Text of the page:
Can I be into yoga without the supernatural crap?

Edited photo by Ludovica Dri on Unsplash

In 2018, my friend and I went to the Om Yoga show in Alexandra Palace. My previous experience of going to shows there was the Knitting and Stitching show, which has always been an excellent way of discovering specialist yarns and fabrics, and grabbing some bargains. So I was optimistic.

The yoga show was a little different. I could have done classes, although that appealed as much as the knitting or sewing workshops have appealed in the other show, ie not at all. There were various yoga schools and studios and holidays to learn about. And of course clothing brands, props and other yoga paraphernalia available for purchase (some of which were pretty good).

But one of the interesting things about it was that, off the main hall and in the smaller, darker room, was the darker side of yoga. There, you could visit astrologers, tarot card readers, palm readers, crystal healing, people who claim to communicate with angels.

If you are surprised, you shouldn’t be. This sort of this, this obsession with the supernatural, is pretty mainstream in the yoga scene. Triyoga, one of the leading yoga studios in London (and the one I probably practice at the most) frequently runs specialist astrology workshops (they don’t seem to have one right now, but here’s a blog post on the topic from last year instead). If you look on their specialist treatment list, angel guidance reading is one of the options.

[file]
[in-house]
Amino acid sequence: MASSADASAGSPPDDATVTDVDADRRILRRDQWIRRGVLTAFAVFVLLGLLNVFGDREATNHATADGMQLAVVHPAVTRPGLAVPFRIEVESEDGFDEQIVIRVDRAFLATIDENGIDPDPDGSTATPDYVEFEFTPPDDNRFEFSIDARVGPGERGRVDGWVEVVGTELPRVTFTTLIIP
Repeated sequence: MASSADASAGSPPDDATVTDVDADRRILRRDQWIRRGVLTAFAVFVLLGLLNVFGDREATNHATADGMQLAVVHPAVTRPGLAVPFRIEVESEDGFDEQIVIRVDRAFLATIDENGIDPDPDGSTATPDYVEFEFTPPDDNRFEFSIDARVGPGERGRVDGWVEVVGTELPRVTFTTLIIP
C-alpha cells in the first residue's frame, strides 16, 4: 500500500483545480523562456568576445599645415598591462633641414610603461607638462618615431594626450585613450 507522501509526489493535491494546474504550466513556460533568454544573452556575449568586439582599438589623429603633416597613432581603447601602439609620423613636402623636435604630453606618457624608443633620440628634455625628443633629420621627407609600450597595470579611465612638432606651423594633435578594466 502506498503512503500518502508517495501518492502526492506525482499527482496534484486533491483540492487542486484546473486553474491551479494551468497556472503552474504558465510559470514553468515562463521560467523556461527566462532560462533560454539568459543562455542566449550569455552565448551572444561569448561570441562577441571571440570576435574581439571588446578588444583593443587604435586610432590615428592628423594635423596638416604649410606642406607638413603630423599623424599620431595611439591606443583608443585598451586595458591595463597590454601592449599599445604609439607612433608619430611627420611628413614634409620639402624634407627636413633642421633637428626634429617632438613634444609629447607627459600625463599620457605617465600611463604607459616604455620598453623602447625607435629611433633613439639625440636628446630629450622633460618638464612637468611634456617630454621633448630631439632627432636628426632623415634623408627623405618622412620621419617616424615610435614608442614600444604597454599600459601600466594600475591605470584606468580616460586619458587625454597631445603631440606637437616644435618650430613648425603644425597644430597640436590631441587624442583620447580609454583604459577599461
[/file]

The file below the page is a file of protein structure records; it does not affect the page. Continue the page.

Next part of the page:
So my question is, why are yogis obsessed with the supernatural?

Obviously yoga is a spiritual practice and has a rich heritage of supernatural things about it as a result. There’s the chakras, which are energy centres in the body that affect our emotional wellbeing. There’s the vayus, or winds, which flow energy around the body in different directions, again affecting how we feel. There’s the nadis, which are the channels through which energy flows in the body.